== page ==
Last summer, I shared eight charts that showed the sad state of the U.S. job market. The images focused on a lack of housing and manufacturing jobs, and the fact that a service-driven economy an information-focused labor market don’t lend themselves to as many high-paying jobs — or even as many gross jobs overall.
Well, that narrative continues to play out in 2013. It is increasingly clear that as the world gets more high-tech, many 20th-century jobs are dwindling … and may never return.
Take a look:
Housing: Consider this Wall Street Journal snapshot of unemployment by specific occupations. It’s probably no surprise to see “actors” boasting a 28.5% unemployment rate — but consider that the others above 25% are mobile home installers (35.5%), plasterers (30.5%) and rebar workers (27.0%). How come the housing rebound hasn’t resulted in a housing jobs rebound? Well, in part because even the modest recovery in housing leaves a long way to go from peak levels. And more and more data shows we are becoming a nation of renters, not buyers, so housing may never come back after this mortgage meltdown and lack of confidence in homes as assets.
Finance: Another industry that has collapsed and has failed to recover is finance. Morgan Stanley (NYSE:MS) just announced it will lay off 1,600 workers. This is after Citigroup (NYSE:C) said it will let go 11,000 just before Christmas, and after Bank of America (NYSE:BAC) cut 16,000 folks loose in September after a staggering 30,000 layoffs during the depths of the financial crisis. It’s easy to vilify Wall Street, and it’s easy to understand the evaporation of hundreds of thousands of finance jobs as the funny-money economy of the early 2000s went “poof.” But that doesn’t make the hole in the labor market any easier to fill.
Manufacturing: A colleague sent me this high-tech video of how Tesla (NASDAQ:TSLA) manufacturers its cutting edge cars. Try to count the number of human beings on the factory floor. (Hint: Ignore the foreground where actual manufacturing takes place — one person is riding a bike in the blurry distance at 1:18). This says just about everything you need to know about American manufacturing. Furthermore, consider the fact that the jobs that do require a human hand are increasingly deflationary. How about an average UAW wage of just $19.10 an hour, or under $40,000 a year? How about union-protected General Motors (NYSE:GM) jobs that can pay under $35,000 annually? These jobs are barely middle class, and it’s hard to imagine any shift in this downward spiral of wages.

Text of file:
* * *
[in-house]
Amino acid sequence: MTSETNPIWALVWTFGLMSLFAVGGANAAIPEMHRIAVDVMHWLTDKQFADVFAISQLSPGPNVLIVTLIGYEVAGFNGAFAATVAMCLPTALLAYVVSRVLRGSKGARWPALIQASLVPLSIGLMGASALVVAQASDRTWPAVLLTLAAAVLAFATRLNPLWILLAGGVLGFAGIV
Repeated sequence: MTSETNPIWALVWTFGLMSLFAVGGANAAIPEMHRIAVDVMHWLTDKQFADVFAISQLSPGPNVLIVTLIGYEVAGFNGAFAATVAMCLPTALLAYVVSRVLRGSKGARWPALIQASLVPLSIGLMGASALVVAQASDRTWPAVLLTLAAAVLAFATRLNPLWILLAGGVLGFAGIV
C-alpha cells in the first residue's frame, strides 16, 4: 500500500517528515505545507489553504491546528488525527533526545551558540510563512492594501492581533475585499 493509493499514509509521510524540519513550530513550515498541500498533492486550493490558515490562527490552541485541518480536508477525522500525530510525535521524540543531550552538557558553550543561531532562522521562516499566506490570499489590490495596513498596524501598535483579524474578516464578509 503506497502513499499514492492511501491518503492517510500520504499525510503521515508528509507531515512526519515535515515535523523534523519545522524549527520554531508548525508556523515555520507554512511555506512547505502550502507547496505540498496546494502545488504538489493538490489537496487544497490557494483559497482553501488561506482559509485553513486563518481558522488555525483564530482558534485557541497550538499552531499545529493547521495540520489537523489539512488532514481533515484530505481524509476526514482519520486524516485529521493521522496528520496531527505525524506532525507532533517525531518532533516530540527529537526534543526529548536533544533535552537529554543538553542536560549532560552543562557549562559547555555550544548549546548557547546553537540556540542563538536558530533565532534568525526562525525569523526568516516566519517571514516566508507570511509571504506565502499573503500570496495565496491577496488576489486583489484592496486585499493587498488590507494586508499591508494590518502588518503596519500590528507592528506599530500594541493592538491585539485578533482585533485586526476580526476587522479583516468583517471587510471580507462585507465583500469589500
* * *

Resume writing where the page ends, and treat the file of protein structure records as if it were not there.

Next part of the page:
Service: The only area of growth is in service, which speaks to the collapse of tangible businesses in the 21st-century American economy. Of the 1.84 million new jobs added in 2012, 25% were in professional and business services (472,000) and 15% were in food services and drinking (286,000). Food service is hardly a lucrative profession for most … and if the middle class continues to be hollowed out, dining out may not be so easy for many. Also, “professional and business services” sounds like a noble sector but is inherently reliant on secular business growth and enterprise spending. Those jobs may be the first to get cut or outsourced during tough times, and can include menial data entry and clerical work that is hardly a guaranteed berth in the middle class.
It’s worth noting that of the jobs created in 2012, 21% were in health care and social assistance (391,400). That remains a bright spot for any aspiring nurses and doctors and dentists … but if you’re in any other profession, it seems like mighty slim pickings in the 21st-century American economy.
- It also doesn’t help that Boomers are clinging to their jobs out of necessity due to a need for health insurance… but that may change thanks to Obamacare. (USA Today)
- Lest you think youth unemployment is only a problem in Europe and the Middle East, Americans 18-29 have a 11.5% unemployment rate — and minority jobless rates are as high as 22%. (Generation Opportunity)
- Last year, the median household income in the U.S. hit the lowest level since 1995 when adjusted for inflation. (FT.com)
Jeff Reeves is the editor of InvestorPlace.com and the author of “The Frugal Investor’s Guide to Finding Great Stocks.” Write him at firstname.lastname@example.org or follow him on Twitter via @JeffReevesIP. As of this writing, he did not own a position in any of the stocks named here.